General Admission Requirements
- Ontario Secondary School Diploma (OSSD)
- Grade 12 English (C, U)
- Grade 11 Math (C, M, U) (Preferably Functions and Relations or equivalent)
It is strongly recommended that students entering this program have access to the Internet.
In this program, Biology, Chemistry and Mathematics will provide students with a solid background to satisfy the entrance requirements for Northern’s Nursing Baccalaureate, RPN, Paramedic, Massage Therapy and Medical Laboratory Technician programs.
A 3.0 GPA in this program is a requirement to be admissible to the BScN program.
Additional Requirements for International Students
In addition to the general admission requirements, international students must have proof of English Proficiency and meet the requirements below.
1. Proof of Senior High School Diploma/Certificate with a 50% grade equivalent for Mathematics
2. English Proficiency (we will require one of the following):
- IELTS Academic (International English Language Testing System – minimum overall band of 6.0 must be achieved with no individual Band score under 6.0
- TOEFL (Test of English as a Foreign Language) – Computer based overall minimum score of 79
- PTE (Pearson Test of English) Academic – Graduate Diploma: 58+
If your country of citizenship has English as its official language, we may accept alternate proof of English Proficiency.
All educational documents must be submitted in English and will be dependent on the country of citizenship.
For more information, please contact firstname.lastname@example.org.
Communications 1 is designed to enhance students’ writing, speaking, and critical thinking skills as required in academic and workplace settings. Emphasis will be placed on the use of appropriate structure, writing conventions, tone and style as well as the enhancement of interpersonal, teamwork, and presentation skills. Topics covered include the three-step writing process, paragraph development, academic integrity, essay composition, grammar and mechanics, A.P.A. and employment documents. Attention to detail is emphasized.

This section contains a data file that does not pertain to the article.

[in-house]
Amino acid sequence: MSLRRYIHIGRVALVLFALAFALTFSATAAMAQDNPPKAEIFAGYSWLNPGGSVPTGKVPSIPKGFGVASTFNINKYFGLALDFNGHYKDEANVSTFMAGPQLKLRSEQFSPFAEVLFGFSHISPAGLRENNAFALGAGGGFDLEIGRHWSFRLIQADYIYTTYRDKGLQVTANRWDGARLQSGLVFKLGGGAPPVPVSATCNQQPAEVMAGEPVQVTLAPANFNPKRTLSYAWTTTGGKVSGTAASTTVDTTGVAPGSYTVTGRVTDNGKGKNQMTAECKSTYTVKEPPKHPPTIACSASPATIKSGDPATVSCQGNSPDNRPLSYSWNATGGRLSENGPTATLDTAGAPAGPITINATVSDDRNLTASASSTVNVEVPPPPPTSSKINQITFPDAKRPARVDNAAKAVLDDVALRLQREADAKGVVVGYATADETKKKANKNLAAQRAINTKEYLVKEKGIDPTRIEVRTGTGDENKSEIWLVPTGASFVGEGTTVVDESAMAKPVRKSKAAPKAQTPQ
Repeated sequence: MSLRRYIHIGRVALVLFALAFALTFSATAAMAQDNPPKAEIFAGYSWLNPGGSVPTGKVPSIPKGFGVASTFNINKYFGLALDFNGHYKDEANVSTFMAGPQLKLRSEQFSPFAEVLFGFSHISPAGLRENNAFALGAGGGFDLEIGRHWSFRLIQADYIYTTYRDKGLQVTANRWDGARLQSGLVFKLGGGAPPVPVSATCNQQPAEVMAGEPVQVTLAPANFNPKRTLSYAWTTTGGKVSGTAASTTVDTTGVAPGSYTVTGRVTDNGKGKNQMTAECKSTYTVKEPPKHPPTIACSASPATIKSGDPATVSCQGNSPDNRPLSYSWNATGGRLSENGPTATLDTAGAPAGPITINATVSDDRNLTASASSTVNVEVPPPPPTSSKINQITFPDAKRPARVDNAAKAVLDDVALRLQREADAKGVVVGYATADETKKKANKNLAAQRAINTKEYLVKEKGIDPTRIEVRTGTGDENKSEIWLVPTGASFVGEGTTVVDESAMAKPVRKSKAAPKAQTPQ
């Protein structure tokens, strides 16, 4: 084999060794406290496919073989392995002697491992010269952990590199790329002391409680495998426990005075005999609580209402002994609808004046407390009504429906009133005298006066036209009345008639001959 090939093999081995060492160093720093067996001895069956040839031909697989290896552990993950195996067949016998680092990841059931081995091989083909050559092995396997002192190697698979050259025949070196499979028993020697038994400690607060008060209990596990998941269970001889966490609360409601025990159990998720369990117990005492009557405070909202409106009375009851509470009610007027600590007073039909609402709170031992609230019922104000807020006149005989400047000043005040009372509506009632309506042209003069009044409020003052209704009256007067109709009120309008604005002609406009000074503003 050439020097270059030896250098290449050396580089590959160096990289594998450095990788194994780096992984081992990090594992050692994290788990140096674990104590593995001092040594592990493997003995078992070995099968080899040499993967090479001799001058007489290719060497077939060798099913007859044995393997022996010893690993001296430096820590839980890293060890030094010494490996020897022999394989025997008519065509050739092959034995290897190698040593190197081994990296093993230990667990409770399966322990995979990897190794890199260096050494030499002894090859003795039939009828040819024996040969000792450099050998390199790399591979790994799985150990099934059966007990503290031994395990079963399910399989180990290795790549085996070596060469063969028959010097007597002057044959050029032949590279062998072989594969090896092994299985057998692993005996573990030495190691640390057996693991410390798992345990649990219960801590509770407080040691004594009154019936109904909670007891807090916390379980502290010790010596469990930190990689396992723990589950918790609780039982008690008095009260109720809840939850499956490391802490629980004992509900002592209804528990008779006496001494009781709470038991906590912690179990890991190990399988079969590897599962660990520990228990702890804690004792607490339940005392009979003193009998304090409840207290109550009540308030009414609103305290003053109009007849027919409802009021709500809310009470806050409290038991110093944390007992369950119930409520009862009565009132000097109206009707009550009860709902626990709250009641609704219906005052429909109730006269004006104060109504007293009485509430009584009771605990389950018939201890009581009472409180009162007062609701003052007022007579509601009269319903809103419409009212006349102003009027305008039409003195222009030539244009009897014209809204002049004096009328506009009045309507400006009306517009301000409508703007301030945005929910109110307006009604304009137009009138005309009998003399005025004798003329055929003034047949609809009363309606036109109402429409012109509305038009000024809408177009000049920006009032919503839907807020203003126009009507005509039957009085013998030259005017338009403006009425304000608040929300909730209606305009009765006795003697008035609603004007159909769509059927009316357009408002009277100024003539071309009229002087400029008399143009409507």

This general education course will provide students with an introduction to Canadian Indigenous Nations’ history, sovereignty, land titles, cultural history and current critical issues. Topics addressed include the content of Indigenous rights, economic and social development, community and political processes, and business law and policies, justice & social services. Canadian Indigenous History and Relations is a general education course that has been incorporated into all programs at Northern College.
This course will enable the student to develop a foundation in the fundamental concepts of Biological Sciences within the context of the human body. The student will study and explore Cell Biology, Genetics, Evolution and Microbiology with an emphasis on understanding the underlying concepts and principles and applying them to the human body. The student will also investigate future careers in health sciences and other high affinity fields and identify appropriate post-secondary programs to prepare for chosen career.
This course will enable students to deepen their understanding of chemistry through the study of atomic and molecular structure, chemical systems and equilibrium, electrochemistry, energy changes and rates of reactions, states of matter, solutions, and gases. These topics will have a strong health science emphasis and will provide students with a chemistry perspective of health and the human body.
By the end of this course, students will have demonstrated the ability to evaluate a variety of arithmetic and algebraic expressions and apply these principles to typical situations that arise in the health care fields. Concepts studied include numeracy fundamentals; systems of measurement and dimensional analysis; algebra, with an emphasis on analytical techniques; and evaluating systems of linear equations. Students will develop essential critical thinking and problem-solving skills through exposure to application problems, including dosage calculations, solution dilutions, concentrations, and pH.